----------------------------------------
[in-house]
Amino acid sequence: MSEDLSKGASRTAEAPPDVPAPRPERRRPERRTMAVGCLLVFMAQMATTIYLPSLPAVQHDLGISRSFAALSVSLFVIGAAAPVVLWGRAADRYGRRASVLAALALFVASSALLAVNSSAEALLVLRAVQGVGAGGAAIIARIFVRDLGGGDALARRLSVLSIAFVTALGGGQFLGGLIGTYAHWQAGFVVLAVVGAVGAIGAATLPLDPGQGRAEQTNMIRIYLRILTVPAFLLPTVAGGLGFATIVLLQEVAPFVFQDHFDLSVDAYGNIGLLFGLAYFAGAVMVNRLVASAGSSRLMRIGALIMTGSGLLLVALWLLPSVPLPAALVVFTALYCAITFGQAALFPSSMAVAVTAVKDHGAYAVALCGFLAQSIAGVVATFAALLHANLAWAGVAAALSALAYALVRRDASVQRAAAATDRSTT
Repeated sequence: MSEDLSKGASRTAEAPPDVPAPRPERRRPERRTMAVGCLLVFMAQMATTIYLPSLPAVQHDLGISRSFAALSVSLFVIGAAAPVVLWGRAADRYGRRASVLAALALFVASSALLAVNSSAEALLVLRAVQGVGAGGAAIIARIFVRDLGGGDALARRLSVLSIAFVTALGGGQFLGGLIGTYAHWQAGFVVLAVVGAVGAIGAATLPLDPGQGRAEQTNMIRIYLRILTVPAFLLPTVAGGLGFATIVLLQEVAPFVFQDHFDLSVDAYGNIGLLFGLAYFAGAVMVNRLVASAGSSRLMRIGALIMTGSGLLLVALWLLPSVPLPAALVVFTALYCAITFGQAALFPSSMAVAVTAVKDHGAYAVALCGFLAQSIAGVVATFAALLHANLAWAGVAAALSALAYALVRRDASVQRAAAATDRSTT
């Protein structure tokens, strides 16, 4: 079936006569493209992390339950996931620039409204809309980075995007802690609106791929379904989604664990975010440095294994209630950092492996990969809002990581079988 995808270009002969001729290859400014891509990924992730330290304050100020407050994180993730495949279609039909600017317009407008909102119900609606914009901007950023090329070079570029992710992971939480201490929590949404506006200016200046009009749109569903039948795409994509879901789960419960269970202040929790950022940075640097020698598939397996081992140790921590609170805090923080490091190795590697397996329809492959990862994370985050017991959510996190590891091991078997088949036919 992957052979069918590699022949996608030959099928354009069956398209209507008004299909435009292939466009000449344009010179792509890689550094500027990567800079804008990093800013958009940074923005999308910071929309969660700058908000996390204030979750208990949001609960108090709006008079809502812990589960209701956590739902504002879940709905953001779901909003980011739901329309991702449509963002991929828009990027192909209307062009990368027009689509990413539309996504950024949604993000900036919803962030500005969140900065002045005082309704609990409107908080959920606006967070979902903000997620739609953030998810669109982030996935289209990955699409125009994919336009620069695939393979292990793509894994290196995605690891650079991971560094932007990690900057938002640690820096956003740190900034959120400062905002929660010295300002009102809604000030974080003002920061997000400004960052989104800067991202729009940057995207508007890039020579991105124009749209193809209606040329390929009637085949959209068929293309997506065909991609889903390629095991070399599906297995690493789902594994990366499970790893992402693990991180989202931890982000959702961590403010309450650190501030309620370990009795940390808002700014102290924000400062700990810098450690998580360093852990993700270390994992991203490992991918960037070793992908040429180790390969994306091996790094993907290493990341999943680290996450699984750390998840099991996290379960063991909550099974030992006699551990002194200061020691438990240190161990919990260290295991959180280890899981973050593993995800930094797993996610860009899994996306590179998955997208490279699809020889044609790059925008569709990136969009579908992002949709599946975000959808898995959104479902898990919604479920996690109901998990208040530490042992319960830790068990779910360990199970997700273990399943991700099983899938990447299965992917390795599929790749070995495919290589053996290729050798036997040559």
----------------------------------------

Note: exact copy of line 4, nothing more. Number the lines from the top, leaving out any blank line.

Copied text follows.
């Protein structure tokens, strides 16, 4: 079936006569493209992390339950996931620039409204809309980075995007802690609106791929379904989604664990975010440095294994209630950092492996990969809002990581079988 995808270009002969001729290859400014891509990924992730330290304050100020407050994180993730495949279609039909600017317009407008909102119900609606914009901007950023090329070079570029992710992971939480201490929590949404506006200016200046009009749109569903039948795409994509879901789960419960269970202040929790950022940075640097020698598939397996081992140790921590609170805090923080490091190795590697397996329809492959990862994370985050017991959510996190590891091991078997088949036919 992957052979069918590699022949996608030959099928354009069956398209209507008004299909435009292939466009000449344009010179792509890689550094500027990567800079804008990093800013958009940074923005999308910071929309969660700058908000996390204030979750208990949001609960108090709006008079809502812990589960209701956590739902504002879940709905953001779901909003980011739901329309991702449509963002991929828009990027192909209307062009990368027009689509990413539309996504950024949604993000900036919803962030500005969140900065002045005082309704609990409107908080959920606006967070979902903000997620739609953030998810669109982030996935289209990955699409125009994919336009620069695939393979292990793509894994290196995605690891650079991971560094932007990690900057938002640690820096956003740190900034959120400062905002929660010295300002009102809604000030974080003002920061997000400004960052989104800067991202729009940057995207508007890039020579991105124009749209193809209606040329390929009637085949959209068929293309997506065909991609889903390629095991070399599906297995690493789902594994990366499970790893992402693990991180989202931890982000959702961590403010309450650190501030309620370990009795940390808002700014102290924000400062700990810098450690998580360093852990993700270390994992991203490992991918960037070793992908040429180790390969994306091996790094993907290493990341999943680290996450699984750390998840099991996290379960063991909550099974030992006699551990002194200061020691438990240190161990919990260290295991959180280890899981973050593993995800930094797993996610860009899994996306590179998955997208490279699809020889044609790059925008569709990136969009579908992002949709599946975000959808898995959104479902898990919604479920996690109901998990208040530490042992319960830790068990779910360990199970997700273990399943991700099983899938990447299965992917390795599929790749070995495919290589053996290729050798036997040559």